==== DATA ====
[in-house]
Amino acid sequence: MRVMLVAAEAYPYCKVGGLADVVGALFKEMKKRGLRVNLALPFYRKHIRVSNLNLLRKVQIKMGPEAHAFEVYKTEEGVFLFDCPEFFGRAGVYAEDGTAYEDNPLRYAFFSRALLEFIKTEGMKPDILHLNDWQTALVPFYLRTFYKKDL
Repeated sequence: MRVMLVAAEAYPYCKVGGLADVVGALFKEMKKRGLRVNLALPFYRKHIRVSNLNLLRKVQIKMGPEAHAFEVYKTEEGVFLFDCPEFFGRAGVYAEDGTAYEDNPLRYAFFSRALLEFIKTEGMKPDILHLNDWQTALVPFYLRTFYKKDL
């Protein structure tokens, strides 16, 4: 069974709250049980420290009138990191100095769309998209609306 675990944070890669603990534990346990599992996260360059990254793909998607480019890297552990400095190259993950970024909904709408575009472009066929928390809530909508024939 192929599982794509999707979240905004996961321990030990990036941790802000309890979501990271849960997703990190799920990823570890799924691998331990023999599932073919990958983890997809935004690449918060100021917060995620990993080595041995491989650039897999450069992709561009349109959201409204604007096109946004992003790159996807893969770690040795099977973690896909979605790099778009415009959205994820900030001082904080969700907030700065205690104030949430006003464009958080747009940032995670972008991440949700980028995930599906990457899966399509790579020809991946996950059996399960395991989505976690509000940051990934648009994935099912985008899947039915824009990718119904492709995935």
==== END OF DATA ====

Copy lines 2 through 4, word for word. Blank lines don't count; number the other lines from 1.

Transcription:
Amino acid sequence: MRVMLVAAEAYPYCKVGGLADVVGALFKEMKKRGLRVNLALPFYRKHIRVSNLNLLRKVQIKMGPEAHAFEVYKTEEGVFLFDCPEFFGRAGVYAEDGTAYEDNPLRYAFFSRALLEFIKTEGMKPDILHLNDWQTALVPFYLRTFYKKDL
Repeated sequence: MRVMLVAAEAYPYCKVGGLADVVGALFKEMKKRGLRVNLALPFYRKHIRVSNLNLLRKVQIKMGPEAHAFEVYKTEEGVFLFDCPEFFGRAGVYAEDGTAYEDNPLRYAFFSRALLEFIKTEGMKPDILHLNDWQTALVPFYLRTFYKKDL
């Protein structure tokens, strides 16, 4: 069974709250049980420290009138990191100095769309998209609306 675990944070890669603990534990346990599992996260360059990254793909998607480019890297552990400095190259993950970024909904709408575009472009066929928390809530909508024939 192929599982794509999707979240905004996961321990030990990036941790802000309890979501990271849960997703990190799920990823570890799924691998331990023999599932073919990958983890997809935004690449918060100021917060995620990993080595041995491989650039897999450069992709561009349109959201409204604007096109946004992003790159996807893969770690040795099977973690896909979605790099778009415009959205994820900030001082904080969700907030700065205690104030949430006003464009958080747009940032995670972008991440949700980028995930599906990457899966399509790579020809991946996950059996399960395991989505976690509000940051990934648009994935099912985008899947039915824009990718119904492709995935």